Robert Southey thought of himself primarily as a poet, but the bulk of his writing is prose. His “reactionary” image is only partially correct. In his youth he had been a committed radical, and as a mature man he was rather more liberal than his erstwhile friends Coleridge and Wordsworth. While The Life of Nelson (1813) is indeed a work imbued with nationalistic rhetoric and pride, and Southey’s opposition to an extension of civil rights to Roman Catholics (as well as his colonialist convictions) was unabashed, it is also true that his writings of journalistic history usually send mildly reformist messages, compatible with a benevolently ironic kind of Enlightenment ideology: he opposed anti-Semitism, supported the secret ballot, and protested against the conditions of the industrial proletariat.
Southey’s gravitation toward the essay can be seen even in some of his poems such as “The Battle of Blenheim” (1798) or, in a more humorous vein, “Snuff” or “The Pig” (both 1799). It comes to full fruition in The Doctor (1834–47), a novel in name only, but in its substance an excellent connecting link between the English familiar essay of the 18th century and the newer, more whimsical, and more erudite developments that had been initiated by contemporaries such as Charles Lamb, Leigh Hunt, and William Hazlitt. Written in the tradition of Sterne’s Tristram Shandy, the text (unfinished at the time of Southey’s mental decline and death) further deconstructs or even explodes any novelistic framework. The different chapters become conversational essays, and as digressions gain full autonomy inside the text. Southey’s impressive but disorderly and subjective erudition allows him to switch nonchalantly from disquisitions on
topographical etymology to comments on equitation and horse-raising, from witty associative examinations of the symbolism of the letter “D”to loud admiration for folk superstitions, lore, or obsessions. Besides these we find anecdotes, homilies, genre sketches, exercises in the whimsical and the absurd, and Southey’s ambition to distill “wine into alcohol,” i.e. to develop symptomatology into a substitute for grave and systematic informational intake. The Doctor is a work in which a kind of philosophy of detail is worked out by concrete illustration; the book turns into an encyclopedia of the essay, bringing under one roof the different kinds of texts that had been the object of experimentation by other Romantics. There are also intriguing signs that (despite his patriarchal ideology) Southey was trying to approach by indirection a kind of feminine discourse (a fact to which he himself alludes several times) stripped of logocentric impositions.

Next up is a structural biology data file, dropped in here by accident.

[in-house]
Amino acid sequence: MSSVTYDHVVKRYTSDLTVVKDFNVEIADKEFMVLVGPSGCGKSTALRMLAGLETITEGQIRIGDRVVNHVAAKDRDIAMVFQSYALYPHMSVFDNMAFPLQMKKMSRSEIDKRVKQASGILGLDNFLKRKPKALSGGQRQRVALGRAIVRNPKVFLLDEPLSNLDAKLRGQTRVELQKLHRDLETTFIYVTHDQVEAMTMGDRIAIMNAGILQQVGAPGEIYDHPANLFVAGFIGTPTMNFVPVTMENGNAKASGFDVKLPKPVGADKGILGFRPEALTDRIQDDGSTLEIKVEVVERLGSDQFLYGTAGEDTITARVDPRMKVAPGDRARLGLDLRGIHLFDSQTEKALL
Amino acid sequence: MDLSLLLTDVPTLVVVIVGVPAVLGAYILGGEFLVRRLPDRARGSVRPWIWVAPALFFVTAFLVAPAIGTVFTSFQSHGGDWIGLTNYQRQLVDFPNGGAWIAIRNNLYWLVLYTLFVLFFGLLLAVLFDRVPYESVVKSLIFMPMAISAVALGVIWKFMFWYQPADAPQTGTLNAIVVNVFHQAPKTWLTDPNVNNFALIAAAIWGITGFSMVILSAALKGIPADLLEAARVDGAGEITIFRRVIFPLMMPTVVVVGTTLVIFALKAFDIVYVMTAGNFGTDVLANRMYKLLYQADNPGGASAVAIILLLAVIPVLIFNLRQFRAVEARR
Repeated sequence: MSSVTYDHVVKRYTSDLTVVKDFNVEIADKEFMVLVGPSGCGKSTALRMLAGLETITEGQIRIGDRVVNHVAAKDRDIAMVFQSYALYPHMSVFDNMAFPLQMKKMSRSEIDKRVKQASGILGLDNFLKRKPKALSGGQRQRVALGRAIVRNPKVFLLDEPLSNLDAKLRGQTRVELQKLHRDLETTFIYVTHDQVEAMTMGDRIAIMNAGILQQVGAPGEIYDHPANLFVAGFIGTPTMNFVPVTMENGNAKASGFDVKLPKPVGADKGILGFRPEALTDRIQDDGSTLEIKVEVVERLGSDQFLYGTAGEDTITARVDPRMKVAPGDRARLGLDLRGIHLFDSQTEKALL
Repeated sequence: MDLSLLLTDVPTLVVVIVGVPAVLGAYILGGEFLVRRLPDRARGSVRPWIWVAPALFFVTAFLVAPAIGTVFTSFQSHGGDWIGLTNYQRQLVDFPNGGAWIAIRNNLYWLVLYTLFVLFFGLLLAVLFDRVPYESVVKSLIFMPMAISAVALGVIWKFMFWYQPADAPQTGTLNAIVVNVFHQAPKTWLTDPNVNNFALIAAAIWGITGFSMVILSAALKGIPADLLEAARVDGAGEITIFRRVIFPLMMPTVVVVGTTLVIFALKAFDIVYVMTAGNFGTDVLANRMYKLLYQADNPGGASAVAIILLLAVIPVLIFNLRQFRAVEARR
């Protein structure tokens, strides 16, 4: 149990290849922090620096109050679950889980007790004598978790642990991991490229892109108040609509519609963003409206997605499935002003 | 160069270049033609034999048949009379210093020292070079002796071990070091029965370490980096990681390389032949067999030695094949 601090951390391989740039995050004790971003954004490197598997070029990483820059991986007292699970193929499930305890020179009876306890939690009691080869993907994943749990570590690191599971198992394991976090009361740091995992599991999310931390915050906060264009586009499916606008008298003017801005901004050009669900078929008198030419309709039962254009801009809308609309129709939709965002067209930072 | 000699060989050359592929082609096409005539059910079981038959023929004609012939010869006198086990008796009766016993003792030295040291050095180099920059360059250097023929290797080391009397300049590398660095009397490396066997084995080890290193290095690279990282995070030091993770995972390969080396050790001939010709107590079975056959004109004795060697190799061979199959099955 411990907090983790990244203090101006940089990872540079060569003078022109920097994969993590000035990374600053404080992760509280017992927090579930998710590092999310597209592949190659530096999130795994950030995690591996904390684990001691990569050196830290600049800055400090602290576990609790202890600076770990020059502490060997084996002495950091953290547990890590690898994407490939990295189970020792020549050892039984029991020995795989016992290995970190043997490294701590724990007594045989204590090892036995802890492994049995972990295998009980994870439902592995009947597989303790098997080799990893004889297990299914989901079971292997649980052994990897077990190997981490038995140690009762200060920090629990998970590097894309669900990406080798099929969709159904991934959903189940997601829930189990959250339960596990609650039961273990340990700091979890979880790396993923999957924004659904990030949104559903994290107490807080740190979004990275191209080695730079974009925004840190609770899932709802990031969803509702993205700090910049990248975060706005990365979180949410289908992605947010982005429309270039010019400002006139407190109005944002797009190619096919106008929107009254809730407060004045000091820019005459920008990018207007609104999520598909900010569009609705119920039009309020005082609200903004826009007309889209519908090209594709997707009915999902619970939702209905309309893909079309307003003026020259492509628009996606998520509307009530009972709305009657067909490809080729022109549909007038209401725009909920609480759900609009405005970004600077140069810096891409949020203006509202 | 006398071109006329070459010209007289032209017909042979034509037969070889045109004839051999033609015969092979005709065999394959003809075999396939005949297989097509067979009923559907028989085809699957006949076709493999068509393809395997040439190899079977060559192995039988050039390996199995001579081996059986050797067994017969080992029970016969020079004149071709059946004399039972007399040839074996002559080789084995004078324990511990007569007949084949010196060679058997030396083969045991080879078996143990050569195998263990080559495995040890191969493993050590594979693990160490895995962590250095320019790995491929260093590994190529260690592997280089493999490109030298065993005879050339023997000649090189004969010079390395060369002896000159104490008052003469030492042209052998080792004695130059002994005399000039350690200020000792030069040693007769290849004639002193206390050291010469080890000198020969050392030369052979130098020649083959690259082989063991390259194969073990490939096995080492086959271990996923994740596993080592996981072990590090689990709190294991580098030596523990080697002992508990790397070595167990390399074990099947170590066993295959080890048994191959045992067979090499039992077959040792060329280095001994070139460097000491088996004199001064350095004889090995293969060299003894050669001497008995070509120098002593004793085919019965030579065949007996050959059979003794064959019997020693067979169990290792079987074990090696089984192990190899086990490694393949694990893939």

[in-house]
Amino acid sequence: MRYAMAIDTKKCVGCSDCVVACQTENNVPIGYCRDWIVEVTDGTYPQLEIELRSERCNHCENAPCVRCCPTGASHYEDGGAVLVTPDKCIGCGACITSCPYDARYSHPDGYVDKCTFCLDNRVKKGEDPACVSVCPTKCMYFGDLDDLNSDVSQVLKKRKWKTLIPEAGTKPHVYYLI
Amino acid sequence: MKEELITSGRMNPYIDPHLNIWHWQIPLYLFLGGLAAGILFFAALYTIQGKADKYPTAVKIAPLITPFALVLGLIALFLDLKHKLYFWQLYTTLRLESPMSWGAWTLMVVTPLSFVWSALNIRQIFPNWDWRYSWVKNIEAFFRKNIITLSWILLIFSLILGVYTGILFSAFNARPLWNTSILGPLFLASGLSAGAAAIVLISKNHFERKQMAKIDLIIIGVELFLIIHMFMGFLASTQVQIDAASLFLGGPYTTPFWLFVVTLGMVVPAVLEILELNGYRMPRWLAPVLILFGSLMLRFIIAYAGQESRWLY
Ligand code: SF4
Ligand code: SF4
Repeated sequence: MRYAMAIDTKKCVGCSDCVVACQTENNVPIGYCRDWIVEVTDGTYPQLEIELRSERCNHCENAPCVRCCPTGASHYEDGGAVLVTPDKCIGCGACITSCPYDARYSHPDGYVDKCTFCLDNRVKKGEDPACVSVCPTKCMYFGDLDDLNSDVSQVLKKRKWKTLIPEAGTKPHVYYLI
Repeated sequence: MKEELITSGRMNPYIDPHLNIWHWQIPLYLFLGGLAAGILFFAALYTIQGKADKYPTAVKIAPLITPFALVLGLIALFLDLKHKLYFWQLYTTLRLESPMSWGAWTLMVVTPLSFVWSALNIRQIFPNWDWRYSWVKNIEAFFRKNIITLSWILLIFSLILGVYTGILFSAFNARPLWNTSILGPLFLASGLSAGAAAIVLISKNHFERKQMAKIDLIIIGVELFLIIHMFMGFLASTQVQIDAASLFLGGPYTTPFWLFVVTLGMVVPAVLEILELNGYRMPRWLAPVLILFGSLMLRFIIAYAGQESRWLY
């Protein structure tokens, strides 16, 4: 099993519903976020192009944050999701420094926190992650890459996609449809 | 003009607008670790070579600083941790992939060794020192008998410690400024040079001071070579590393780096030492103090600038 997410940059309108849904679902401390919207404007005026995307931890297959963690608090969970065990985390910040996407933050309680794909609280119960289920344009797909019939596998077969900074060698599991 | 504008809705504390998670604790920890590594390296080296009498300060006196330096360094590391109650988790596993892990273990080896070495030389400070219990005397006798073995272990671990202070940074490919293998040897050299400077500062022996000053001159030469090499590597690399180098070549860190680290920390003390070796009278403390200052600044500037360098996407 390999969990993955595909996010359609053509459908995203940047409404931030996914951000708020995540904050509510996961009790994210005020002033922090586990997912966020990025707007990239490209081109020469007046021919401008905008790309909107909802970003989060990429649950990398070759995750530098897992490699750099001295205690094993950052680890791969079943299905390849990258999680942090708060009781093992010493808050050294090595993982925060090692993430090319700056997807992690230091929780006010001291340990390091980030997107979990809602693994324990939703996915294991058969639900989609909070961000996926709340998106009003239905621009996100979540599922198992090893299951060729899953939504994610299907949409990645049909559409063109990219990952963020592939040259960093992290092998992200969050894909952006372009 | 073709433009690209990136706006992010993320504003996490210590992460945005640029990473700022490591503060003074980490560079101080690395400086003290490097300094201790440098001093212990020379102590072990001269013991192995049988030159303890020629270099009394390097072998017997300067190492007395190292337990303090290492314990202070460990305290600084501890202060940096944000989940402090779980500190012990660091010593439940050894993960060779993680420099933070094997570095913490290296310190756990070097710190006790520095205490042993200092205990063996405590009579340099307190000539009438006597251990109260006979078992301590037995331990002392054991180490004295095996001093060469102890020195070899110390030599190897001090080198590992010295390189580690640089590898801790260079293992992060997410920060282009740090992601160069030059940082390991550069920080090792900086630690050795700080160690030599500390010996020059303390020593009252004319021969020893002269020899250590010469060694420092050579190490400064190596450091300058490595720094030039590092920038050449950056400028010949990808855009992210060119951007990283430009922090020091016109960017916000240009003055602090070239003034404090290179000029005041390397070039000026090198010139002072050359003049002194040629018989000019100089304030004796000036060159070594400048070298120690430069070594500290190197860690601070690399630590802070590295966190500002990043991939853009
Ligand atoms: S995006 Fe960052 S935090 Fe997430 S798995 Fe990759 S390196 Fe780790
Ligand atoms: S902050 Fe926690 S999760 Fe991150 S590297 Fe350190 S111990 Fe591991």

More conventionally essayistic writings are those in which, by the late 1820s and early 1830s, Southey gives expression to his vision of a “traditional” England, a pre-capitalist and pre-modern, Horatian construct: a harmonious, modestly selfsatisfied environment in which contact with nature could be preserved at all times, with the admission of slow and carefully selected movements toward progress. It is surprising how many of the key themes of Victorian England in general (and of Disraeli’s “progressive conservatism” in particular) are clearly outlined in Southey’s sociopolitical essays.
At the opposite end of the essayist spectrum is the short, dry notation of odd facts (Omniana, 1812; Common-Place Book, posthumously pub. 1849–51). Southey is overwhelmed by and enthusiastic about the explosive expansion of knowledge in history, geography, the natural sciences, and the humanities that occurred at the turn of the century. He plunges deep into this sea of knowledge, coming up with various objects and episodes which he holds up to attention. These are expected to have an eloquence of their own, so that readers can draw their own conclusions. The rhetoric of strange facts also becomes a kind of subjective alternative to the vast ordering and disciplinary systems emerging in Southey’s time.